Rep. Stephen Lynch Concerned About Postal Service's Impact On Voting
BOSTON (CBS) - Massachusetts Congressman Stephen Lynch expressed concerns Tuesday that recent changes by the Postal Service will "impact America's right to vote." In a heated exchange with Postmaster General Louis DeJoy during Monday's congressional hearing, Lynch asked how DeJoy was able to "screw this up."
"The mail is piling up, and they're saying right now, as of last week - when I was at the postal facility in Brockton and in Boston - they're saying that the average time was like 2.3 days. So in a couple of days, you'd get your mail. Now, already, it's gone to five days in some cases," Lynch told WBZ-TV's Breana Pitts Tuesday.
"With the surge in ballots coming in, [the Postal Service] is concerned that they will not be able to keep up, and that mail will be able to pile up on the platform, which was not allowed before. Before they would send out someone with a truck on overtime to deliver the mail if there was an amount of mail that was left behind because they wanted to make that two-day deadline," Lynch said. "Now, it's a much different circumstance, and I'm fearful that it will impact America's right to vote."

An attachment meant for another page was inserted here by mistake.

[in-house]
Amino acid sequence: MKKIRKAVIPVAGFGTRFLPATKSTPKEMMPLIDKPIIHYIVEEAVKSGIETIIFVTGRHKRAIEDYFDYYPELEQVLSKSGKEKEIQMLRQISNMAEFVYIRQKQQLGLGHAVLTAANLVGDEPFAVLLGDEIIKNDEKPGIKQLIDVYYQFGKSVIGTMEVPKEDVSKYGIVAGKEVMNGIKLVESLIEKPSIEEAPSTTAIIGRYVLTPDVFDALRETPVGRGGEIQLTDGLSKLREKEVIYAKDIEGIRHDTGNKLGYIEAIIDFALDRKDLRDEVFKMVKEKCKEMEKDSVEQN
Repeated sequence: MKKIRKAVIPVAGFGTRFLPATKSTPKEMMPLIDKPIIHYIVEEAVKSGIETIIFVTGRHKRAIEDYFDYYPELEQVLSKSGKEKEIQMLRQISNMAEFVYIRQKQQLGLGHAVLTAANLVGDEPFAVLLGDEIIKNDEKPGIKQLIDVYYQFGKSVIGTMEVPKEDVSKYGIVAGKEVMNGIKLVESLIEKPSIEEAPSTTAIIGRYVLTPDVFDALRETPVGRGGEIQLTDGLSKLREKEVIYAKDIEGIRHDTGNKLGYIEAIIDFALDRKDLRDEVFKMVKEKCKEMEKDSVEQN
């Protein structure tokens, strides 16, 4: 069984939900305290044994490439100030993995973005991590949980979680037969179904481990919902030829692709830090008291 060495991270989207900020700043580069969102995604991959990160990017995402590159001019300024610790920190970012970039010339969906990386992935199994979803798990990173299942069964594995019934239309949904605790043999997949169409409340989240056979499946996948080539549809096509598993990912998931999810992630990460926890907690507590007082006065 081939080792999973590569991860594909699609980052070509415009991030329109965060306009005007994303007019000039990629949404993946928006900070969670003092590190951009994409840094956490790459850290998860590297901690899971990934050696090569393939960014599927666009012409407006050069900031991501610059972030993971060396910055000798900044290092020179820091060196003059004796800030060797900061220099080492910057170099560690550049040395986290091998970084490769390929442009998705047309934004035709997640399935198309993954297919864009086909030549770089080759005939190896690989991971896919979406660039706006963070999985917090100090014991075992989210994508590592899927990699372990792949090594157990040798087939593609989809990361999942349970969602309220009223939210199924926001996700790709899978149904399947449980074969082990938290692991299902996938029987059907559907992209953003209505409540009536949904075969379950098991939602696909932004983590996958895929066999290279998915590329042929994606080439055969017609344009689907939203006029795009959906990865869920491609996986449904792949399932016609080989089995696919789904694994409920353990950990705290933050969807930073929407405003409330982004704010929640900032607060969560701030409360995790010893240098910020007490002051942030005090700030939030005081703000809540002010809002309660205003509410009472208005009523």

Lynch told WBZ that he does not believe DeJoy's number one priority is to ensure election mail arrives in time.
"I don't trust him. I think that if we had an opportunity, I would encourage him to resign. But then again, we would end up with a Post Office without any leadership. Without a Postmaster General, I'm not confident that President Trump would appoint anyone more fit," he said.
When asked if there were any legal options available, Lynch said it may be too late to do so.
"I'm seven days away from the Democratic Primary in Massachusetts, 70 days away from the final election in November. We could easily burn a lot of time in court," said Lynch.
"I am happy to hear from my postal workers that they are working non-stop to make sure that this mail gets delivered. They are redoubling their efforts."
During DeJoy's hearing, Lynch said the Postal Service removed 671 high-speed mail-sorting machines. Other Democrats also questioned recent operational changes at the Postal Service, such as eliminating most overtime and ending extra package deliveries. When questioned by Lynch if the mail-sorting machines would be put back, Postmaster DeJoy said they would not and that the machines were "not necessary."
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